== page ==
I have a ton of encouragement from the whole slackline community and have grown in my abilities because of that. What a 175 lb. guy can do on the line, I can do too! (With practice, of course!) I may need to adjust how I accomplish the same thing, but we all have different bodies and have to figure out what works best for ourselves. It’s also really fun to develop my own style aside from what the guys are throwing out there, and show what else is possible. 

What about your goals…has anyone ever told you that yours were unattainable?

The really beautiful thing about the slackline community is that it is one of the most encouraging groups I have ever been involved with. Slackers want you to succeed and meet your goals. I also have a great trainer who helps me realize the proper steps I need to take to reach my goals and helps me be realistic with what is possible now and what my potential is for the future. 

I was talking to a guy in Vail who looked at me and said, “Guys are just better than girls at slacklining. They just are.” So What does that statement mean to you?

What makes someone good at anything is practice. Ultimately, the time you invest in something is what makes you great at what you do.

Photographer Kenyon Salo

Photographer Kenyon Salo

We agree that “strong is the new skinny” and that there is also beauty in strength. What do you say?

I definitely agree with that, but strength and beauty also comes from the mind and the only person who can truly define that is yourself.

How do you feel about body image, and yourself? Is there ever any pressure as an athlete to maintain a certain physique?

Having a good body image is an essential part of loving yourself. My physique is the result of my actions. I’ve always felt pretty good about how I look and I would encourage others to feel good about how they look. If you’ve found your passion, run with it, and the great image will follow.

Think fast, one rule you live by…Go!

Don’t take anything personally. All people live by their own belief systems and when you take something personally, you are making the assumption that they know what is in your world and that they are living by your beliefs.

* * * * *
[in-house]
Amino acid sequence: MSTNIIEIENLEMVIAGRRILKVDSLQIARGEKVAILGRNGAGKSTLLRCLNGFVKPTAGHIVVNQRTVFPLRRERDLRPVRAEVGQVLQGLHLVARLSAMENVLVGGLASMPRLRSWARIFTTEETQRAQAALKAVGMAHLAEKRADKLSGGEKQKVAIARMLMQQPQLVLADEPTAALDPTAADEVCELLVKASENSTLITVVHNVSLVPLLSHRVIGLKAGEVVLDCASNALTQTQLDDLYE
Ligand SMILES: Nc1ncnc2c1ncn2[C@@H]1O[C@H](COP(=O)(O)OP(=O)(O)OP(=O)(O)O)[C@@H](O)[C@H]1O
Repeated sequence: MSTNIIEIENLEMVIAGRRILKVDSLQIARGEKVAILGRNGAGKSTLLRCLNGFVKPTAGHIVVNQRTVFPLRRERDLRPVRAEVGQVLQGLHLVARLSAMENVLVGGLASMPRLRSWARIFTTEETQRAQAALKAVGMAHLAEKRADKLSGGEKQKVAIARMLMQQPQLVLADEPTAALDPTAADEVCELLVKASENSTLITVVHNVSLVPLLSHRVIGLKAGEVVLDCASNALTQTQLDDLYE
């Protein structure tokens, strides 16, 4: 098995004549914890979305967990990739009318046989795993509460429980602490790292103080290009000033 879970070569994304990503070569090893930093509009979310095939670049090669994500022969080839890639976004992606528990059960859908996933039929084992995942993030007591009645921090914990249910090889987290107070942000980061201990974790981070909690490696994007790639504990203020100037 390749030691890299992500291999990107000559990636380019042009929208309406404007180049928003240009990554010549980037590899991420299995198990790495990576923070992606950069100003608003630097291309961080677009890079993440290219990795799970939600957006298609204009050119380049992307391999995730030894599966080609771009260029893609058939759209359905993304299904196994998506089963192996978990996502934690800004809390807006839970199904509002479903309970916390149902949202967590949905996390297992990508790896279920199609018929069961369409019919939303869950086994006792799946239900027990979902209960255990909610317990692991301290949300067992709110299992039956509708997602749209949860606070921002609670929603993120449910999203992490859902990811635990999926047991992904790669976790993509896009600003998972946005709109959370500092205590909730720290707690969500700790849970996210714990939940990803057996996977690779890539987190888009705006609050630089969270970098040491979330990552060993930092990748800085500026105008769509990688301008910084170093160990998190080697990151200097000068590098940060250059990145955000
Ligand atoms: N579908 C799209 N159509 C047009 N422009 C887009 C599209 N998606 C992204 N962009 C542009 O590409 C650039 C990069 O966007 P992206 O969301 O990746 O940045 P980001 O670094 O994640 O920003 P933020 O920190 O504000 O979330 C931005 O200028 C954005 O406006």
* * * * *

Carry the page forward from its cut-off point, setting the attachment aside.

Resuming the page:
What do you want girls to know about being strong as a person and an athlete?

You already have everything you need to be successful and whole. You get back what time and energy you give to something in your growth with what you practice. 

Photographer Sam Salwei

Photographer Sam Salwei

A really important question…favorite dessert?

Macaroons 🙂 Coconut is my weakness

It’s good to enjoy a good dessert here and there! What can we expect from you next Heather?!

I’m working with my tandem partner on some really cool new projects! Really creative and interesting stuff is on the way. I’ll also be doing some more highlining performances soon. I will be posting on Instagram. You can follow me at @slacklarsen

Heather, thank you again for joining Miss Strong for an interview, and for discussing your passion and lifestyle as a slackliner and athlete. Gibbon Slacklines can be found online at www.gibbonslacklines.com and make sure to follow along with Heather and her adventurous work on Instagram at @slacklarsen. 

 

 

 

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One response to “Cliffs and Lines: Slackliner Heather Larsen Interview

  1. Pingback: One Of Our Close Friends Here At TBLL Was Interviewed For Her Slackline Abilities. Check It Out! | The Bucket List Life·